CIUDAD JUAREZ, Mexico — Drug cartels are sending a brutal message to police and soldiers in cities across Mexico: Join us or die.
The threat appears in recruiting banners hung across roadsides and in publicly posted death lists. Officers get warnings over their two-way radios. At least four high-ranking police officials were gunned down this month, including Mexico's acting federal police chief.
Mexico has battled for years to clean up its security forces and win them the public's respect. But Mexicans generally assume that police and even soldiers are corrupt until proven otherwise, and the honest ones lack resources, training and the assurance that their colleagues are watching their backs.
Police who take on the cartels feel isolated and vulnerable when they become targets, as did 22 commanders in Ciudad Juarez when drug traffickers named them on a handwritten death list left at a monument to fallen police this year. It was addressed to "those who still don't believe" in the power of the cartels.
Of the 22, seven have been killed and three wounded in assassination attempts. Of the others, all but one have quit, and city officials said he didn't want to be interviewed.
On Sunday, city spokesman Sergio Belmonte confirmed that Juarez's police chief had submitted his resignation and said he would be replaced by a military official on leave from the armed forces.
"These are attacks directed at the top commanders of the city police, and it is not just happening in Ciudad Juarez," Mayor Jose Reyes Ferriz said at the funeral of the latest victim, police director Juan Antonio Roman Garcia. "It is happening in Nuevo Laredo, in Tijuana, in this entire region," he said. "They are attacking top commanders to destabilize the police force."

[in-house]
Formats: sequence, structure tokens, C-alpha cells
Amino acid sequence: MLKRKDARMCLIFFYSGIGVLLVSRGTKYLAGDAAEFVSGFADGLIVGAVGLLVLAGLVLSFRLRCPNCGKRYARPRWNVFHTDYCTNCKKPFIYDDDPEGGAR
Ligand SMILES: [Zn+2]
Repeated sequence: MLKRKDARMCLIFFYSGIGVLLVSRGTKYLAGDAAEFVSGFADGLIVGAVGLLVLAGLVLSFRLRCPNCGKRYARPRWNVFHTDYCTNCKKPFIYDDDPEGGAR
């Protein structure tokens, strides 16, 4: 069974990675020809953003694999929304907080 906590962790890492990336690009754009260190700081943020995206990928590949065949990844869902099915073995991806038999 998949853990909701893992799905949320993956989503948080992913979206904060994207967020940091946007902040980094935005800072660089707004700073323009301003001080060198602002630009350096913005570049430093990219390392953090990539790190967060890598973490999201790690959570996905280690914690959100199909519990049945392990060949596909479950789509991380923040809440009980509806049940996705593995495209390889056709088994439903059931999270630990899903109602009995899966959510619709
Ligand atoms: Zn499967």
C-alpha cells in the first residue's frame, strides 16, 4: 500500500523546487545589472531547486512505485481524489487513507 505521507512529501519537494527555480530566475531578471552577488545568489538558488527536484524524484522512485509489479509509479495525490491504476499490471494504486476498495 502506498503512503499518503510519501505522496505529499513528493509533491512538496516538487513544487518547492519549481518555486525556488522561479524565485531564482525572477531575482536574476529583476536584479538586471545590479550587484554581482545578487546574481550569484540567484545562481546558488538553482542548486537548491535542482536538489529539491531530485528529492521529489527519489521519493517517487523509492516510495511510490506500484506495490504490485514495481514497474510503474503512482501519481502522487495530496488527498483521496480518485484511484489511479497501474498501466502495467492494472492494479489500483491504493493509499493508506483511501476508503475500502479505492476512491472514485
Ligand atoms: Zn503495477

The killings are in response to a crackdown launched by President Felipe Calderon, who has sent thousands of soldiers and federal police across the nation to confront the cartels.
Drug lords have hit back by sending killers to attack police with hand grenades and assault rifles.
Police are increasingly giving up. Last week, U.S. officials revealed that three Mexican police commanders have crossed into the United States to request asylum, saying they are unprotected and fear for their lives.
"It's almost like a military fight," said Jayson Ahern, the deputy commissioner of U.S. Customs and Border Protection. "I don't think that generally the American public has any sense of the level of violence that occurs on the border."
On May 8, Edgar Millan Gomez, who had taken over as acting federal police chief just 10 weeks previously, was shot by a lone gunman outside his Mexico City apartment. Police blamed the Sinaloa cartel and said a police officer was among the suspects arrested.
In Ciudad Juarez, police have been given assault rifles — they used to just carry pistols — but also are instructed not to patrol streets alone. More than 100 of the city's 1,700-member force have resigned or retired since January.